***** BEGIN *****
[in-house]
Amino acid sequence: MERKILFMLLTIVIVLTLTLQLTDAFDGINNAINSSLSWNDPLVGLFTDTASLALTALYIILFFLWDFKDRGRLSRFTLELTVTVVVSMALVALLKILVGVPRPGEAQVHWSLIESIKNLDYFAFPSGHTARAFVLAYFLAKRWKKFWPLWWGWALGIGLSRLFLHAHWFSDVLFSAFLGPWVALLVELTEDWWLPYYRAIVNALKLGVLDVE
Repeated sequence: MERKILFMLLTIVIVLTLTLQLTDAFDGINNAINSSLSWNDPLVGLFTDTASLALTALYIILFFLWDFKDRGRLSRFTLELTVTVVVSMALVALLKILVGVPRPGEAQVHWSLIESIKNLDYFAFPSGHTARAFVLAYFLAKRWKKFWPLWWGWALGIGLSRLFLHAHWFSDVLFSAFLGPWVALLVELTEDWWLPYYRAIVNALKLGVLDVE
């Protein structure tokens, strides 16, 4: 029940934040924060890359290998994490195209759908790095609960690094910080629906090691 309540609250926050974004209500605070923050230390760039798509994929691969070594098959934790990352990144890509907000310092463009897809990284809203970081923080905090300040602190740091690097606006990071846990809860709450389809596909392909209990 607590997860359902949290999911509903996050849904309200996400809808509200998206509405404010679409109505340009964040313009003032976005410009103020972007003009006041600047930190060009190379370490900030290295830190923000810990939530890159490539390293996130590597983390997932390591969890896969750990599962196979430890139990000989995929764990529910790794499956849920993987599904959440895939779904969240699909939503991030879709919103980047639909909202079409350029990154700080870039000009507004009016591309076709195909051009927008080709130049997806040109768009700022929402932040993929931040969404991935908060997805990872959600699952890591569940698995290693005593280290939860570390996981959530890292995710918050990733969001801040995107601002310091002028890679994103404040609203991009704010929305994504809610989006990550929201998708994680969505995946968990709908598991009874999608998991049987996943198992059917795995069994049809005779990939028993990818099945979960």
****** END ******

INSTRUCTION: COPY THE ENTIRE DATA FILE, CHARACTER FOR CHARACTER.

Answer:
[in-house]
Amino acid sequence: MERKILFMLLTIVIVLTLTLQLTDAFDGINNAINSSLSWNDPLVGLFTDTASLALTALYIILFFLWDFKDRGRLSRFTLELTVTVVVSMALVALLKILVGVPRPGEAQVHWSLIESIKNLDYFAFPSGHTARAFVLAYFLAKRWKKFWPLWWGWALGIGLSRLFLHAHWFSDVLFSAFLGPWVALLVELTEDWWLPYYRAIVNALKLGVLDVE
Repeated sequence: MERKILFMLLTIVIVLTLTLQLTDAFDGINNAINSSLSWNDPLVGLFTDTASLALTALYIILFFLWDFKDRGRLSRFTLELTVTVVVSMALVALLKILVGVPRPGEAQVHWSLIESIKNLDYFAFPSGHTARAFVLAYFLAKRWKKFWPLWWGWALGIGLSRLFLHAHWFSDVLFSAFLGPWVALLVELTEDWWLPYYRAIVNALKLGVLDVE
């Protein structure tokens, strides 16, 4: 029940934040924060890359290998994490195209759908790095609960690094910080629906090691 309540609250926050974004209500605070923050230390760039798509994929691969070594098959934790990352990144890509907000310092463009897809990284809203970081923080905090300040602190740091690097606006990071846990809860709450389809596909392909209990 607590997860359902949290999911509903996050849904309200996400809808509200998206509405404010679409109505340009964040313009003032976005410009103020972007003009006041600047930190060009190379370490900030290295830190923000810990939530890159490539390293996130590597983390997932390591969890896969750990599962196979430890139990000989995929764990529910790794499956849920993987599904959440895939779904969240699909939503991030879709919103980047639909909202079409350029990154700080870039000009507004009016591309076709195909051009927008080709130049997806040109768009700022929402932040993929931040969404991935908060997805990872959600699952890591569940698995290693005593280290939860570390996981959530890292995710918050990733969001801040995107601002310091002028890679994103404040609203991009704010929305994504809610989006990550929201998708994680969505995946968990709908598991009874999608998991049987996943198992059917795995069994049809005779990939028993990818099945979960």